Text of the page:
at least, that no Day will be dishonoured quity of the Days be too much insisted by dissensions about trifles at home, or on. It is said, “ there's reason in every war upon any pretence abroad. And thing," but there's very little in some of now, Madam, after this indispensable the Old Days-excuse me, Madam, you notice of your little flaunt, let me add, are a young one; and I have something that the prorogation of parliament during to excuse in you, which I readily do, on that season when “in the course of nas account of your inexperience, and of your ture” you arrive, and the king's attention bringing up.

to the manufacturing and trading of the That you are “ the King's-birth-Day” country, are obvious reasons for keeping is undisputed : you are stated so to be in the King's-birth-Day, in customary splenthe almanac; as witness this line in Au dour on the 23d Day of April, instead of gust, 1825:

the 12th Day of August. You are ha


noured again in your own season at the

August 13. palace; and your complaint amounts to

St. Hippolytas, A. D. 252. St. Cassian. no more than this, that having received

St. Radegundes, queen of France, A. D. your honours in the presence of a full

587. St. Wigbert, Abbot, A. D. 747. court circle before you are entitled to them, they are not all repeated to a semi

Cats. circle :-how childish! Then, you talk Once upon a time-on or about the about the “ ante-dating of births” and 13th of August, 1819; it might have been “ Parish Registers ” as if you were the a few or many days before or after that daughter of a parish clerk--remember day, or a month or so before or after that yourself, Madam

month-the day or month is of less conSt. George's-Day has far more cause sequence to the reader, than to the editor, for vexation than you. The little respect who desires to “ bring in " an interesting usually paid to her celebration is eclipsed anecdote or two on the 13th day of August

. by the niproar of yours. “The Tower and Once upon a time, a cat—it is a fact Park guns proclaim so many big thun- --for it is in The Scotsman newsdering fibs upon her anniversary” for paper of the 23d of October, 1819–once you ; and you call her, your elder sister, upon a time, a cat, belonging to a ship

“naughty kept creature ;" poor thing! master, was left on shore, by accident, How eloquent is her silence compared with when his vessel sailed from the harbour your loquacity! how dignified ! yet she of Aberdour, Fifeshire, which lies about has antiquity to boast of the antiquity of half a mile from the village. The vessel many generations, while you at the utmost, was absent about a month, and, on her are only of sixty-three years standing; return, to the astonishment of the shipindeed, as the King's-birth-Day, you are master, puss came on board with a fine not halfway to your teens. A quarrel stout kitten in her mouth, apparently among the Days would be odious ; this about three weeks old, and went directly would be detestable. Happily the Day- down to the cabin. Two others of her family is saved from this disgrace by the young were afterwards caught, quite wild, prudence of your more experienced sister, in a neighbouring wood, where she must who will no doubt decline provocation have remained with them till the return even under your spiteful collocation of of the vessel. The shipmaster did not George of Leyden with George of Cap- allow her again to go on shore, otherwise padocia—she understands the taunt well it is probable she would have brought the enough; and can see through the whim whole litter on board.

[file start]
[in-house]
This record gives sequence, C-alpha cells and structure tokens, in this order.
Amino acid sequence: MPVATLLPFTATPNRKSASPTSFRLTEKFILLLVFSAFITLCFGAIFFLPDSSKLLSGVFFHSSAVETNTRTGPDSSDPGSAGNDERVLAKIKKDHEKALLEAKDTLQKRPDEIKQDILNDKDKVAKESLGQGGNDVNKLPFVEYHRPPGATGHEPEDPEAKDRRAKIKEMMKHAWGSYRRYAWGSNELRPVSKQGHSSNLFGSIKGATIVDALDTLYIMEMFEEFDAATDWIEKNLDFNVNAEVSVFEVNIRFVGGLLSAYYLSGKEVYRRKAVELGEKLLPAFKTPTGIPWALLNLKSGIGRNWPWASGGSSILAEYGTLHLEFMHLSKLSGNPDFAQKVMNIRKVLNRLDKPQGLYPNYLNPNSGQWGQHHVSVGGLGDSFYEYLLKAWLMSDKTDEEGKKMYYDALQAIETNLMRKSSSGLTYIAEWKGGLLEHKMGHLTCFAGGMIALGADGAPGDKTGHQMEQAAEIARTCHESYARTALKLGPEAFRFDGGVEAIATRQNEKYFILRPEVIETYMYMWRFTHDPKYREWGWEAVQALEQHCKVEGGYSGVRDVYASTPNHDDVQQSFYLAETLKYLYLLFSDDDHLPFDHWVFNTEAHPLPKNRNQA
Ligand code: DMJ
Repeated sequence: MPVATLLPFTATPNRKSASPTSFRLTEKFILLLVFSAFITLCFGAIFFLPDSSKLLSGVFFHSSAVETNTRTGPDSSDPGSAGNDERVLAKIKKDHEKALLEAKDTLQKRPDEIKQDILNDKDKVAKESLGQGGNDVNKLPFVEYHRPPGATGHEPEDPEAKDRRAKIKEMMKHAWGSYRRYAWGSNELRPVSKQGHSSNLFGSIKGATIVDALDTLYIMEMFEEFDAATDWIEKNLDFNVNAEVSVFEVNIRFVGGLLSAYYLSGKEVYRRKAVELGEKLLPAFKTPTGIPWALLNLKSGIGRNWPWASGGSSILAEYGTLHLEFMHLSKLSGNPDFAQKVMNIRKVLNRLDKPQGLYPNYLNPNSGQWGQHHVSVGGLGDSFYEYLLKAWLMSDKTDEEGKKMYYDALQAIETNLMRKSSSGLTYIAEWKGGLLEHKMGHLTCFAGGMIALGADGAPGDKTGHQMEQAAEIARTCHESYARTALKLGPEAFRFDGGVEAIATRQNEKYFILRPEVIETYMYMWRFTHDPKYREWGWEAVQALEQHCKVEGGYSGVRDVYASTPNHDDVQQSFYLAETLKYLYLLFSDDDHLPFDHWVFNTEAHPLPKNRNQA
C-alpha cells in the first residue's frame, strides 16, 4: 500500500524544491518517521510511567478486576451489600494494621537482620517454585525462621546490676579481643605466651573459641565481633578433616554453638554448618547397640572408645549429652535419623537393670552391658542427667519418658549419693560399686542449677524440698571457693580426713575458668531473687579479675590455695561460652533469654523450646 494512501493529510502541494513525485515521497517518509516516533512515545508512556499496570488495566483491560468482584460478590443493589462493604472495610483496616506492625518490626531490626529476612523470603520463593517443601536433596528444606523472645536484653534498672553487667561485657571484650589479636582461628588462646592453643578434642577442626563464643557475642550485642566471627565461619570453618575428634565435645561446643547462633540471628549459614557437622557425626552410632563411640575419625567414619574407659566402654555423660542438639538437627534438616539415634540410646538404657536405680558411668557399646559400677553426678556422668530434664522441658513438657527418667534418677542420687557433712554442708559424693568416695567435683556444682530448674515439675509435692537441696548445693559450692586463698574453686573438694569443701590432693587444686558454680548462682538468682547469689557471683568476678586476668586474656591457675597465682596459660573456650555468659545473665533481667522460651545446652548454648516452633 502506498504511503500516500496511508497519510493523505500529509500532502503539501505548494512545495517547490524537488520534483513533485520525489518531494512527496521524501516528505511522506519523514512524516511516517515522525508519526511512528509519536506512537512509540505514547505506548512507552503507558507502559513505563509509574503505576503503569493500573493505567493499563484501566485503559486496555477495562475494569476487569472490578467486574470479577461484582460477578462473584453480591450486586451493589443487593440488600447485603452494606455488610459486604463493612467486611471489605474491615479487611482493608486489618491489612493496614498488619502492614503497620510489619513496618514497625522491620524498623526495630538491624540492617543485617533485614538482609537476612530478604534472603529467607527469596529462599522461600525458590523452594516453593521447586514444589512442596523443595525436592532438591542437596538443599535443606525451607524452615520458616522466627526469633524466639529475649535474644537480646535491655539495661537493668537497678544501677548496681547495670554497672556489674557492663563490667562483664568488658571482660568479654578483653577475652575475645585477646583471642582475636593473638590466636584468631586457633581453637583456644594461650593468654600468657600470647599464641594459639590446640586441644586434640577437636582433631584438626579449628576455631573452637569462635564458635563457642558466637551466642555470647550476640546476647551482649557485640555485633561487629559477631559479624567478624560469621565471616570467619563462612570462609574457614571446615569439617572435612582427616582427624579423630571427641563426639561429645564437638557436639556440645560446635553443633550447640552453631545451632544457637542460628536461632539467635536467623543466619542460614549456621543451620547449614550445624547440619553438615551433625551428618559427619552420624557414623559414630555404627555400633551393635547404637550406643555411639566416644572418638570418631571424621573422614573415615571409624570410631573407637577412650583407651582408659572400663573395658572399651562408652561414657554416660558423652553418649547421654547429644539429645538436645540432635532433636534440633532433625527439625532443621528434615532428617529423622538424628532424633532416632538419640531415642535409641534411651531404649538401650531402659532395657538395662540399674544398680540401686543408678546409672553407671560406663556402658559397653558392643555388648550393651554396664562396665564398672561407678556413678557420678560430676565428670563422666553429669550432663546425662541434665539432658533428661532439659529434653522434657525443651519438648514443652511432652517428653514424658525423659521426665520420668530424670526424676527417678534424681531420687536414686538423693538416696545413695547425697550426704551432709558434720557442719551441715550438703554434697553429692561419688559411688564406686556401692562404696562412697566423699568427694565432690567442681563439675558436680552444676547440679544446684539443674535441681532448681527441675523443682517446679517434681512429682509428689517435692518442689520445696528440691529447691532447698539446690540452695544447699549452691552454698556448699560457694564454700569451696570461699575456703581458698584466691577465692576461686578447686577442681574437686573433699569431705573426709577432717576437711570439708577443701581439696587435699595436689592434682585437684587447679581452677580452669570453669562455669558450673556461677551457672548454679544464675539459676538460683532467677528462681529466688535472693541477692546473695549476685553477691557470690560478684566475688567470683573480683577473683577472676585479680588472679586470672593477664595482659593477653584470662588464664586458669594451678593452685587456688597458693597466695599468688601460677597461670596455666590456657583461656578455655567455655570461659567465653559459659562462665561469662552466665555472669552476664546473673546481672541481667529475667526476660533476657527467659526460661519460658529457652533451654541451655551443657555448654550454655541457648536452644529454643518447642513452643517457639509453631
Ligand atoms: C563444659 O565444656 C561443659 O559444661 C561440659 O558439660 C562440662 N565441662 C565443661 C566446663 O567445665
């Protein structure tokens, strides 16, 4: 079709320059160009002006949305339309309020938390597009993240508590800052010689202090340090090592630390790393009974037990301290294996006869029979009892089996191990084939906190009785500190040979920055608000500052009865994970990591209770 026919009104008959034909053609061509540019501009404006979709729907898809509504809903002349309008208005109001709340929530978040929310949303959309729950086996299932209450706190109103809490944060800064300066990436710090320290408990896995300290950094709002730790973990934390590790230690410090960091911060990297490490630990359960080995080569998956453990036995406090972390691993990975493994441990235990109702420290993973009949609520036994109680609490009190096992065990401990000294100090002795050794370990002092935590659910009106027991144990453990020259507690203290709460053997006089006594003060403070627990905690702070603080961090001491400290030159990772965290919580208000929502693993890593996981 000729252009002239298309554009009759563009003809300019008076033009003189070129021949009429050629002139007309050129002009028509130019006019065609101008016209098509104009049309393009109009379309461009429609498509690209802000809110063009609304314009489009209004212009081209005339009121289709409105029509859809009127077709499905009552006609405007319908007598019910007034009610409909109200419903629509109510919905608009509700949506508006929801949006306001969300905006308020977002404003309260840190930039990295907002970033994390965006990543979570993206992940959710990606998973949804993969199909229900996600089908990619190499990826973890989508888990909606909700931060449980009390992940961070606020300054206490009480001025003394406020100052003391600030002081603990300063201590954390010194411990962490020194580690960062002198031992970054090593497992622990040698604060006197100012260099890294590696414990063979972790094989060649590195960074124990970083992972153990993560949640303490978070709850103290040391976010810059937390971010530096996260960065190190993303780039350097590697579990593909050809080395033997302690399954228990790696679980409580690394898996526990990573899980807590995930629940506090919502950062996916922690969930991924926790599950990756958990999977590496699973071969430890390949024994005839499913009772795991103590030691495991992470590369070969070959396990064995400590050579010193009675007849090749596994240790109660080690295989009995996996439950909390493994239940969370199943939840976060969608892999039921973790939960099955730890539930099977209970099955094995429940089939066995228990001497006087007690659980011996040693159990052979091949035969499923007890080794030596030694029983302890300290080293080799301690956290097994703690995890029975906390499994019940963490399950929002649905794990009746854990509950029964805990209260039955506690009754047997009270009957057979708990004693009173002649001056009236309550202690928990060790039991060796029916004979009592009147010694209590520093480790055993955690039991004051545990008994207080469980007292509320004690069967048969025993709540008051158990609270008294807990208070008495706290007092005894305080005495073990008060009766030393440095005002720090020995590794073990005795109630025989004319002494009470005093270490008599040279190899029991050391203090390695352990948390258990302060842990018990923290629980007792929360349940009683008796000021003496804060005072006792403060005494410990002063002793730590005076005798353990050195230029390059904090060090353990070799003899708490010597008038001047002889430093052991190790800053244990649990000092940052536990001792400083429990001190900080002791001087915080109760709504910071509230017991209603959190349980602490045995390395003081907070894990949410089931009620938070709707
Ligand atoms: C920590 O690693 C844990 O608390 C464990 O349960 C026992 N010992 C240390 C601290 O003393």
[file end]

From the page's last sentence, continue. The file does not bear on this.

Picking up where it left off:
What is more sical association of George-a-Green with remarkable, vessels were daily entering George Dyer. The dead George-a-Green and leaving the harbour, none of which no one can harm, and the living George she ever thought of visiting till the one Dyer is as harmless. This is pitiful she had left returned.* This extraordiwork, and if you were not the King's- nary instance of feline sagacity, on the birth-Day you would be made to suffer day before mentioned or imagined, is pafor it. “However, as my friend Dyer ralleled by another :would say, “ let that pass :” he is a good A lady lately living at Potsdam, when creature, and maintains his innocence a child of six years, ran a splinter into spite of his union-with George-a-Green. her foot, sat down upon the floor, and

On the presentation of your petition cried most violently. At first her cries I had some doubt whether I ought to were not regarded, as they were considered entertain such a petition for a moment; to be more the effect of a pettish and but on reconsideration I doubted whe- obstinate temper, than of any great pain ther the justice of the case would not be which the accident could have occasioned better answered by dealing with it in her. At length the elder sister of the another way; and I give you the benefit child, who had been lying asleep in bed, of that doubt : the petition is dismissed. was roused by her cries, and as she was

THE EDITOR. just about to get out of bed, in order to

quiet her sister, she observed a cat, who

was a favourite playmate of the children, Great Sowthistle. Sonchus palustris

and otherwise of a very gentle disposition,

leave her seat under the stove, go to the Dedicated to St. Clare

• Zoological Anecdotes.